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April 2, 2013 > Journalist's lawyer: Prank doesn't merit prison

Journalist's lawyer: Prank doesn't merit prison

By Garance Burke, Associated Press

SAN FRANCISCO (AP), Mar 15 - Prosecutors say a journalist conspired with hackers to cause an online security breach that should be punished by decades in prison. But online supporters say Matthew Keys was just taking part in a prank that briefly altered the Los Angeles Times' website and shouldn't be treated so harshly.

The case against Keys, 26, lays bare sharp divisions about what constitutes Internet crime and how far governments should go to stop it.

``Congress wants harsh penalties doled out for these crimes because they don't want people defacing websites, but there has to be a way that we can bring the law into harmony with the realities of how people use technology today,'' said Hanni Fakhoury, an attorney at the nonprofit Electronic Frontier Foundation.

Keys, now a deputy social media editor for Reuters, was charged Thursday with conspiring with hacker group Anonymous to alter a Times news story in late 2010. Reuters has suspended him with pay.

The federal indictment accuses Keys of giving hackers the information they needed to access the computer system of Times' parent company, Tribune Co. Tribune also owns a California television station Keys had been fired from months earlier.

An attorney for Keys said he is not guilty, and that the government is overreaching in its zeal to prosecute Internet pranks.

``No one was hurt, there were no lasting injuries, no one's identify was stolen, lives weren't ruined,'' Jay Leiderman said Friday. ``Mr. Keys was no different than any other embedded journalist. The story he was going after was inside this chat room, and he went there.''

Keys didn't return a phone call seeking comment.

``I'm okay,'' he tweeted Friday in response to a journalism colleague wondering how he was doing.

Keys was suspended with pay late Thursday, said Reuters spokesman David Girardin, who did not elaborate. A spokesman for Tribune Co. declined to comment.

According to the indictment, a hacker identified only as ``Sharpie'' used information Keys supplied in an Internet chat room and altered a headline on a December 2010 Times story to read ``Pressure builds in House to elect CHIPPY 1337.'' The reference was to another hacking group credited with defacing the website of video game publisher Eidos in 2011.

Keys is charged with one count each of conspiracy to transmit information to damage a protected computer, as well as transmitting and attempting to transmit that information. If convicted, prosecutors say he faces a combined 25 years prison and a $500,000 fine if sentenced to the maximum for each count.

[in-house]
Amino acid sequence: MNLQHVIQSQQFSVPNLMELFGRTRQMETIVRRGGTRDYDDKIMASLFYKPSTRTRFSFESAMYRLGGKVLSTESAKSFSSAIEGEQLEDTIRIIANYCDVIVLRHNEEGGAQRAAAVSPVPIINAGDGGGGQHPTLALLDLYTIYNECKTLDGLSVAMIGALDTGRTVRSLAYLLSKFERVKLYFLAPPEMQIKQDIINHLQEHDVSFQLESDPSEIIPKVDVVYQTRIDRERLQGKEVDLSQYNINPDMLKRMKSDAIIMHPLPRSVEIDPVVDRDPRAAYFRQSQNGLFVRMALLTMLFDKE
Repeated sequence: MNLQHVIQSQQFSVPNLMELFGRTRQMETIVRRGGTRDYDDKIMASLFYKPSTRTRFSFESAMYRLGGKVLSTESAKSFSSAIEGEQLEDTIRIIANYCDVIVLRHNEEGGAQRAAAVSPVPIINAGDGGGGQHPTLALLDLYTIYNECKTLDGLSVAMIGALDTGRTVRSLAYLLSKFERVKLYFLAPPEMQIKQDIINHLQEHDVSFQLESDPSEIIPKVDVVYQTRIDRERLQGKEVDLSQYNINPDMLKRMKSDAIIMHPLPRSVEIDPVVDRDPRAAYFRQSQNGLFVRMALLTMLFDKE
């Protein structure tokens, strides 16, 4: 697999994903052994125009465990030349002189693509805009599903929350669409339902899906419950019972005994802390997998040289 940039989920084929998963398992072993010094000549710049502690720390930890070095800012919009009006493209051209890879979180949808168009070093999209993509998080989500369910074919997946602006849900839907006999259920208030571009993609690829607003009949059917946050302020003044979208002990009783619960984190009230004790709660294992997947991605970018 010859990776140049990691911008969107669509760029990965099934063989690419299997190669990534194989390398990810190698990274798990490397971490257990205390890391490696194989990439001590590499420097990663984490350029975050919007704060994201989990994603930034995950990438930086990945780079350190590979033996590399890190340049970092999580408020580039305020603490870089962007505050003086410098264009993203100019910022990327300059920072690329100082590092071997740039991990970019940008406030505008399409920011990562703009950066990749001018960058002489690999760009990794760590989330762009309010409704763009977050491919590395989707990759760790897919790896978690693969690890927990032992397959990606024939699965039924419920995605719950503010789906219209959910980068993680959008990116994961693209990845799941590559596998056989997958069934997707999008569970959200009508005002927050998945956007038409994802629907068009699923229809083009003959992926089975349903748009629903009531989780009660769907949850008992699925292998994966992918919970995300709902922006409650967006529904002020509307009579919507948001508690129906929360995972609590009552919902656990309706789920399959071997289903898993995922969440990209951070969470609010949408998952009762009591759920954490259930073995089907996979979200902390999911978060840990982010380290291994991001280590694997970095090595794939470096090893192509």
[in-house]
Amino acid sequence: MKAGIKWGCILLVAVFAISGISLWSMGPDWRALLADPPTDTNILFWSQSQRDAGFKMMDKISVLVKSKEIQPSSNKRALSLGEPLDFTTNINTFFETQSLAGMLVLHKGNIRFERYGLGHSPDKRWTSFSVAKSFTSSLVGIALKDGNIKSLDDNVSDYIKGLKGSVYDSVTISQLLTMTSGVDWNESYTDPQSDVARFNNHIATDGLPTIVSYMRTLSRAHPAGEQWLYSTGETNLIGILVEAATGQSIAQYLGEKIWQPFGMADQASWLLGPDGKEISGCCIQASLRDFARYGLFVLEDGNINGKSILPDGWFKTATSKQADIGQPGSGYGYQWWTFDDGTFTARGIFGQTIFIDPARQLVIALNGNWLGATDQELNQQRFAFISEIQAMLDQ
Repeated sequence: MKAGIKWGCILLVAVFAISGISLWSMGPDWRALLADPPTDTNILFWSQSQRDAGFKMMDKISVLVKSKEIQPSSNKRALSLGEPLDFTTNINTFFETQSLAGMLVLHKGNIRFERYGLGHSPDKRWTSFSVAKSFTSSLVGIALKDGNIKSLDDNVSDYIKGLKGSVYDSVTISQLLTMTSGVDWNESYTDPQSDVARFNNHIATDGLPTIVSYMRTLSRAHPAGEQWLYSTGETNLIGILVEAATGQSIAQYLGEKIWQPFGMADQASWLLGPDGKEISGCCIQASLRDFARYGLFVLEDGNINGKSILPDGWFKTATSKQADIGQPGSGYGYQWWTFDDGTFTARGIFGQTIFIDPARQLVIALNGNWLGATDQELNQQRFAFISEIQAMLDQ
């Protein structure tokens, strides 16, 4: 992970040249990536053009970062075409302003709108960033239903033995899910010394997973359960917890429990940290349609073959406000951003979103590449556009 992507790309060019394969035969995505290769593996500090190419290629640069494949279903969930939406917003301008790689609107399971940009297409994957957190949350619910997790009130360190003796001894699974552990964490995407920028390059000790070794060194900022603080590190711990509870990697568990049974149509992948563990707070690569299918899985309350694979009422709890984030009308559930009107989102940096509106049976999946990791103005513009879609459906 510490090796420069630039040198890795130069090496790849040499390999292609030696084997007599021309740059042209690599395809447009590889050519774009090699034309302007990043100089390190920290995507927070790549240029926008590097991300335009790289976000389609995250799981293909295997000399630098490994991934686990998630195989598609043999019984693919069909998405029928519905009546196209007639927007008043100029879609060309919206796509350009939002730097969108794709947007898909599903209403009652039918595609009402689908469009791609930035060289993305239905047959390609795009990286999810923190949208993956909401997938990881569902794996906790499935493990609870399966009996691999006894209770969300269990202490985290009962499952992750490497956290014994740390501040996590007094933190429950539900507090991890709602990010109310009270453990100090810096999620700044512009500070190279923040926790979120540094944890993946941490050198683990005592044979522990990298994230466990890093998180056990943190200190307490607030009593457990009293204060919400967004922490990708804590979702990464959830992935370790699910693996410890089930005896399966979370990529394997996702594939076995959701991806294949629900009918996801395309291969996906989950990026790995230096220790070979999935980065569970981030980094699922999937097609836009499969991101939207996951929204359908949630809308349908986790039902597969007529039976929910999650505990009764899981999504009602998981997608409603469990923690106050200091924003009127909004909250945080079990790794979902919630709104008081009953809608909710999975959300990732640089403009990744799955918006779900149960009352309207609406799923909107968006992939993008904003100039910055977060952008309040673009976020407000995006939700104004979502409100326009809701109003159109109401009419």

However, first-time offenders with no criminal history will typically spend much less time in prison than the maximum sentence, said Mary Fan, a former federal prosecutor who specializes in criminal law and procedure at the University of Washington School of Law.

Keys' arraignment is scheduled for April 12.

Anonymous and its offshoot, Lulz Security, have been linked to a number of high-profile computer attacks and crimes, including many that were meant to embarrass governments, federal agencies and corporate giants. They have been connected to attacks that took data from FBI partner organization InfraGard, and they've jammed websites of the CIA and the Public Broadcasting Service.

Keys' indictment comes after recent hacks into the computer systems of two other U.S. media companies that own The New York Times and The Wall Street Journal. Both newspapers reported in February that their computer systems had been infiltrated by China-based hackers, likely to monitor media coverage the Chinese government deems important.

The hacking crimes Keys is charged with come from the Computer Fraud and Abuse Act, which was enacted in the 1980s.

Federal prosecutors use the act to go after a wide range of Internet crimes, but the law may not reflect how our behavior online has changed over the last three decades, Fan said.

``Some might say if you take someone's property or break into a private place without permission, we don't get upset about prosecutions, so why would we be upset about these prosecutions if the trespass happened online?'' Fan said. ``Others might say is what happened in this case really even a problem? It's kind of a culture clash.''

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